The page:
Yoga is no longer only accessible to just a small spectrum of Mankind… to those of a certain high spiritual aspiration, high class, and a relatively high degree of consciousness. No, today Yoga is even stepping into the lives of those how would much rather be doing “Hip Hop” and unusual sexual practices, and more, than focusing on their physical, emotional, mental, and spiritual Enlightenment. It is in this way yoga is a Supreme Path, is it not?
Perhaps many of the people doing “yoga” (of one kind or another) today will not taste the Bliss of Union within their Being. Not in this life. But maybe in their next life, this taste of yoga, in whatever (relatively) gross (or tamasic) form it was taught… this seed will lead them on into higher and higher experiences of Yoga. They have to start where there are at. Do they not? And the Yoga has to meet them there if they are going to start at all. Does it not?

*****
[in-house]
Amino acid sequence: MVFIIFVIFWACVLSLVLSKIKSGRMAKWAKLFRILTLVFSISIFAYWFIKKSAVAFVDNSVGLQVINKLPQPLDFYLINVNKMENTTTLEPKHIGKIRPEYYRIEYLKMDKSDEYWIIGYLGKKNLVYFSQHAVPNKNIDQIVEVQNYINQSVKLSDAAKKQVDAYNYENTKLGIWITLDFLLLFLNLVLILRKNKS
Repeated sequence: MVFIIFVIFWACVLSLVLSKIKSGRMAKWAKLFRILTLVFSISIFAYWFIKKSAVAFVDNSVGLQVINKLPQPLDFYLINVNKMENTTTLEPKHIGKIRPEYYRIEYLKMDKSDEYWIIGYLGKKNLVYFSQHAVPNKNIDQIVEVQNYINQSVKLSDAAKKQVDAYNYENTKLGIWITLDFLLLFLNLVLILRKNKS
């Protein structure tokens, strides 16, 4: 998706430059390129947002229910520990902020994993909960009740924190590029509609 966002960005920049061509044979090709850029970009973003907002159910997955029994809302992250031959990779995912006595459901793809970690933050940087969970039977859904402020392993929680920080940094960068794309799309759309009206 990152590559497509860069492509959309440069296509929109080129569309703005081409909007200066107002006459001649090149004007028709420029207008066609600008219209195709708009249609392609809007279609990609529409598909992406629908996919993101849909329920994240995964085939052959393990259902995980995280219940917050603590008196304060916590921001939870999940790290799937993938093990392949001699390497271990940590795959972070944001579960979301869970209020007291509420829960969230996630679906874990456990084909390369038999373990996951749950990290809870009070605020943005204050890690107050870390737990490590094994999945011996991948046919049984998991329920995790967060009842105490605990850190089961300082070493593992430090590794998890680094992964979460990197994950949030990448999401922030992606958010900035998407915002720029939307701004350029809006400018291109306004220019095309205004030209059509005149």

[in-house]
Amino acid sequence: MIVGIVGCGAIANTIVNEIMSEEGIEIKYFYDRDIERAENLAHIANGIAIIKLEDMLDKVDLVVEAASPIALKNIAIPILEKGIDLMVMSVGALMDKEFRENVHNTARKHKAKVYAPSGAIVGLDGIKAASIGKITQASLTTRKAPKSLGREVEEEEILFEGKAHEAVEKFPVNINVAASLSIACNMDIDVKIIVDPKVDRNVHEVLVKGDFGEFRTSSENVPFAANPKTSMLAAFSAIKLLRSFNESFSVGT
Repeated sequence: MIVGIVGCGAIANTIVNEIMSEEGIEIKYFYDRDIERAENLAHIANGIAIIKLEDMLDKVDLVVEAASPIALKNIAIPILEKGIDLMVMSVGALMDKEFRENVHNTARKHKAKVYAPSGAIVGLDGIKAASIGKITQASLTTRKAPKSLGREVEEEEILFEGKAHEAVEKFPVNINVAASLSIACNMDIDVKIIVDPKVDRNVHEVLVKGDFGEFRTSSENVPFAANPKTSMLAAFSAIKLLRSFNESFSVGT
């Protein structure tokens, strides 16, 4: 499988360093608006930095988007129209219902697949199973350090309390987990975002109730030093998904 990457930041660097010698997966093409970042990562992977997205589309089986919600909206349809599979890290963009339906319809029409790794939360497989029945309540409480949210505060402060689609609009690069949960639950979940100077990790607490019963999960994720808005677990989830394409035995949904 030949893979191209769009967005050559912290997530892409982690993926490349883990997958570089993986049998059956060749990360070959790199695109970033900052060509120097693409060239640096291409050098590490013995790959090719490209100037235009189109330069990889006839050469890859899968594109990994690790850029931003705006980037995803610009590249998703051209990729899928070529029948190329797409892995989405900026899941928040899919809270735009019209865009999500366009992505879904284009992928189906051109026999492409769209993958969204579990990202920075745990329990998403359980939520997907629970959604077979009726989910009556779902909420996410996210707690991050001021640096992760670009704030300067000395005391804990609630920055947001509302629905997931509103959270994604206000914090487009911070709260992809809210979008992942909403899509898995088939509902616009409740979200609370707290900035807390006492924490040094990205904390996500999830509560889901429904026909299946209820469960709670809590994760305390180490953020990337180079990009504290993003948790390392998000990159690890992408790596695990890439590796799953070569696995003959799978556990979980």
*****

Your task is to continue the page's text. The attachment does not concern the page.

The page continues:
Is the fact Yoga is reaching into the lives of millions of people who in past times would never have engaged with it a sign of yoga degenerating, or is it a manifestation of ineffable Universal Intelligence… waking Mankind up, where ever He or She might be?
Only the Yogin knows the answer to this question.
For only the Yogin really knows and understands Yoga… not as a particular teaching, not as a scripture would have it, not as a philosophy, not as a religion, not as a doctrine, and not as a dogma… but instead as living experience, and a Beingness—an Is-ness—beyond all experience, beyond all argument, beyond all words… yes, even the word “YOGA”.